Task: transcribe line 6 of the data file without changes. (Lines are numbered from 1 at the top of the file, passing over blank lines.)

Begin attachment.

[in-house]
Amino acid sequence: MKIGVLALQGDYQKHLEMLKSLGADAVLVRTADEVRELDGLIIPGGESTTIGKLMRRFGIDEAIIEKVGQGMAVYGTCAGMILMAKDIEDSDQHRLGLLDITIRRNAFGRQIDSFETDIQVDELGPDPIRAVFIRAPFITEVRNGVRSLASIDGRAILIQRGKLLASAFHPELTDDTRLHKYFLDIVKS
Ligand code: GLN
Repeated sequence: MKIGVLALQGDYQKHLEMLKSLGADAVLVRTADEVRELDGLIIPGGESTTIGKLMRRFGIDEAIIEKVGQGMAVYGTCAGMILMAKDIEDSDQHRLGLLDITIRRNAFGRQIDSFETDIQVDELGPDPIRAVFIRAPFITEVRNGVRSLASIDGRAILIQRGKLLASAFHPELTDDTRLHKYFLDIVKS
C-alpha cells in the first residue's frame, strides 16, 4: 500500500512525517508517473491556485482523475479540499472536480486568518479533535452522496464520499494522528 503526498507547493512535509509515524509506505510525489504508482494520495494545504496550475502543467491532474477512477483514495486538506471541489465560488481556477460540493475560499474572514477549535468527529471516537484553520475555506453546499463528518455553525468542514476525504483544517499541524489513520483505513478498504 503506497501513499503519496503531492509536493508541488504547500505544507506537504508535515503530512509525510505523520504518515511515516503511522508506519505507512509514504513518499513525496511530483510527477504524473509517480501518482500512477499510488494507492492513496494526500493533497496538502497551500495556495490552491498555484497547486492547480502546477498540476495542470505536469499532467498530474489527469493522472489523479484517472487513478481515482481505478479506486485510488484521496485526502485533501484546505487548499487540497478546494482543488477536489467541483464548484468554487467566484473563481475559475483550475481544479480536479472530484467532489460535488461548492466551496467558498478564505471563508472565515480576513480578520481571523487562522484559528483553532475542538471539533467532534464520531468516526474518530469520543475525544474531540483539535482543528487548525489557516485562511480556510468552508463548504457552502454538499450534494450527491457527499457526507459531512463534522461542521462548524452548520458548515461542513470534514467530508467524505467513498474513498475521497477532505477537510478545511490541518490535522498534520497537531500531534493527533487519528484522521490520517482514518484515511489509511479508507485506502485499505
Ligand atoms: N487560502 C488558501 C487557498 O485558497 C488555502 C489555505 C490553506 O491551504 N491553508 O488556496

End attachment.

Ligand atoms: N487560502 C488558501 C487557498 O485558497 C488555502 C489555505 C490553506 O491551504 N491553508 O488556496